The Hope That Kills by Ed James

The Blurb On The Back:

The body of a young woman is found on the streets of East London, in the shadow of the City’s gleaming towers. No ID on her, just hard-earned cash. But there is no doubting the ferocity of the attack.

DI Simon Fenchurch takes charge but, as his team tries to identify her and piece together her murder, they’re faced with cruel indifference at every turn – nobody cares about yet another dead prostitute. To Fenchurch, however, she could just as easily be Chloe, his daughter still missing after ten years, whose memory still haunts his days and nights, his burning obsession having killed his marriage.

When a second body is discovered, Fenchurch must peel back the grimy layers shrouding the London sex trade, confronting his own traumatic past while racing to undo a scheme larger, more complex and more evil than anything he could possibly have imagined. 

The Review (Cut For Spoilers):

It’s 16th December 2015. DI Simon Fenchurch and DS Jon Nelson get a call out to Minories near Aldgate in London where the body of a teenage girl who’s been brutally stabbed has been found inside an abandoned building that’s marked for redevelopment. The girl has no ID on her but the cash found near her body makes the police suspect that she was working as a prostitute.

Although Fenchurch takes charge of the investigation, the proximity of the body to the City of London means he has to share his findings with DCI Thompson and DI Steve Clarke and the victim’s links to the local sex trade necessitates the secondment of DS Kershaw and DS Owen from Vice. But despite all these resources, the investigation is going nowhere fast and the lack of progress reminds Fenchurch uncomfortably of the disappearance of his own daughter, Chloe, who went missing 10 years earlier and of whom no trace has ever been found. Chloe’s disappearance contributed to the breakdown of Fenchurch’s marriage to Abi and continues to obsess Simon – even his retired police officer father continues to keep an eye on the file in his role with the cold case unit.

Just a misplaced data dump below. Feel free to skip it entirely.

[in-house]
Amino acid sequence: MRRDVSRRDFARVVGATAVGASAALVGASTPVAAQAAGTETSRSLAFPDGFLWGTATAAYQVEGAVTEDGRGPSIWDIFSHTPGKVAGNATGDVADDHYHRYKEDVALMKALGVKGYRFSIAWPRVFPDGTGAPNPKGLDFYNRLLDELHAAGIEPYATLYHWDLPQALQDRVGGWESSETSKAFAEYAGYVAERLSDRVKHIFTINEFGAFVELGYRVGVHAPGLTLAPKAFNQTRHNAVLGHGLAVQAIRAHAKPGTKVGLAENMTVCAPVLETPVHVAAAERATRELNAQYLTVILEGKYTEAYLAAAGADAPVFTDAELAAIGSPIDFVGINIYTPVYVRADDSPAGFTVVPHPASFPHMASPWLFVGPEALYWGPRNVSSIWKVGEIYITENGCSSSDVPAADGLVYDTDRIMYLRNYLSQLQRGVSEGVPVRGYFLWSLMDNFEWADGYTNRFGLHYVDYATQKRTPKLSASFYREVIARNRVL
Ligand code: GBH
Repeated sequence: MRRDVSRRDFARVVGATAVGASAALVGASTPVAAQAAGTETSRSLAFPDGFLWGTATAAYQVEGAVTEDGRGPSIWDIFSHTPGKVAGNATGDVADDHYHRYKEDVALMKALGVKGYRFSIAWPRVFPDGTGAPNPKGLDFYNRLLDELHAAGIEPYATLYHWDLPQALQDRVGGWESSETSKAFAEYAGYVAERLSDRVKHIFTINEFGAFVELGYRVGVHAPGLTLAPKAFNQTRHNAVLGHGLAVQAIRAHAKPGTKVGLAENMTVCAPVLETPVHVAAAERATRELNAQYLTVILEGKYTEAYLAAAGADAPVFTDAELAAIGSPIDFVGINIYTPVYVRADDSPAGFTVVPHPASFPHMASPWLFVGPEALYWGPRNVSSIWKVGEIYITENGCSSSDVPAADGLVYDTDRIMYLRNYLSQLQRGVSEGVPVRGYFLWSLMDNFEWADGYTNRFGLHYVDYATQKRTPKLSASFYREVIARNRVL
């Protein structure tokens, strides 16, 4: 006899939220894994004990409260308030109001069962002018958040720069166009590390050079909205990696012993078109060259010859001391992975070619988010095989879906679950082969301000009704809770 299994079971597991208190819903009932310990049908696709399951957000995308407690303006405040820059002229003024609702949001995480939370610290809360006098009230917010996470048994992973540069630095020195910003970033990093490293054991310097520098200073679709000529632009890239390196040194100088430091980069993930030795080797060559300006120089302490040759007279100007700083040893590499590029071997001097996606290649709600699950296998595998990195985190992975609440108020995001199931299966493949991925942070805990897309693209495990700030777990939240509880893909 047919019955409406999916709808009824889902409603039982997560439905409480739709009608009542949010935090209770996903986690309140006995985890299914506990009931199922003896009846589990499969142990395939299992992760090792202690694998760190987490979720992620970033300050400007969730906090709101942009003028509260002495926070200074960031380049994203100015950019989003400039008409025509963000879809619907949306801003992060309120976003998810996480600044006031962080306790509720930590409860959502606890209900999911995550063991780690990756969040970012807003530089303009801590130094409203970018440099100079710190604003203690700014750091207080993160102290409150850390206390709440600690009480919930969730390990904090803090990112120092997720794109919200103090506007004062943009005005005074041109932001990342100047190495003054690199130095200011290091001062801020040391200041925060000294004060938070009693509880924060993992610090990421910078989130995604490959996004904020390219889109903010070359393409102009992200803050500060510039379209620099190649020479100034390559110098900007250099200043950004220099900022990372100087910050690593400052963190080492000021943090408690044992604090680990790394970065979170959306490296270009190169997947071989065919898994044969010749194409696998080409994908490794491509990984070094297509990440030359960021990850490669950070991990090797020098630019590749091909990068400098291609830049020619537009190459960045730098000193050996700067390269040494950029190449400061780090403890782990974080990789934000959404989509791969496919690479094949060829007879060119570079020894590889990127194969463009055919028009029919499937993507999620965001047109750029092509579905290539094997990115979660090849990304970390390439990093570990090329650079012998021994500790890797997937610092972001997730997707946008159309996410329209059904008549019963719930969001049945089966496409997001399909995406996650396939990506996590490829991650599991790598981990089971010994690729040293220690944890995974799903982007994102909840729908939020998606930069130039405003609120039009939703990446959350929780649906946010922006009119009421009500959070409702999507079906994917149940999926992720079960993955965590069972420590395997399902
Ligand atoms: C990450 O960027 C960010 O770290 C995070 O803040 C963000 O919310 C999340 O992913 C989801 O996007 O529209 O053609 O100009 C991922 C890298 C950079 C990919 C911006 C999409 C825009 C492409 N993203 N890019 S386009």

When a second body is found and Fenchurch and his team catch the break that they need only to find that this is only the first layer in something much darker and more sinister than anything they could have possibly imagined …

Ed James’s police procedural crime novel (the first in a series) is a so-so affair that offers up another tortured male police officer devoted to his job and to finding out what happened to his daughter but with little emotional intelligence and whose interesting plot is spoilt by an overblown finale that was too overdone to be believable such that while I kept turning the pages, I don’t think I’ll continue with the series.

Simon Fenchurch is an okay character but I couldn’t help but feel that I’d seen his type before – filled with the man pain that comes from having a missing child that he has never recovered from and his emotional constipation being such that he can’t bring himself to talk with someone about it – not even his long-suffering wife (who despite having therapy himself and having divorced Simon still hasn’t managed to move on). I liked the depiction of the relationship with his father (a retired policeman) and with DS Nelson, who I wanted to see more of given his healthier attitude towards the job but the relationship he develops with a teen prostitute was very by-the-numbers and predictable and, for me, didn’t bring the emotional resonance that James seems to intend.

The crime element itself plays out in an interesting way as the team first try to establish who their victim is and work the evidence to find out who did it. I enjoyed the links that emerge with the London sex trade with Fenchurch and Nelson becoming embroiled with a local strip club and minicab company owner that doubles as a pimp. However the plot really devolves in the final quarter with a key revelation that I found somewhat silly and unbelievable and which spoiled the impact of the earlier deaths.

Chloe’s disappearance seems intended to form the backbone of the series but in truth, I’, not sure that I really care enough about it to want to find out more while the soap opera resolution to the plot here makes me reluctant to read on.

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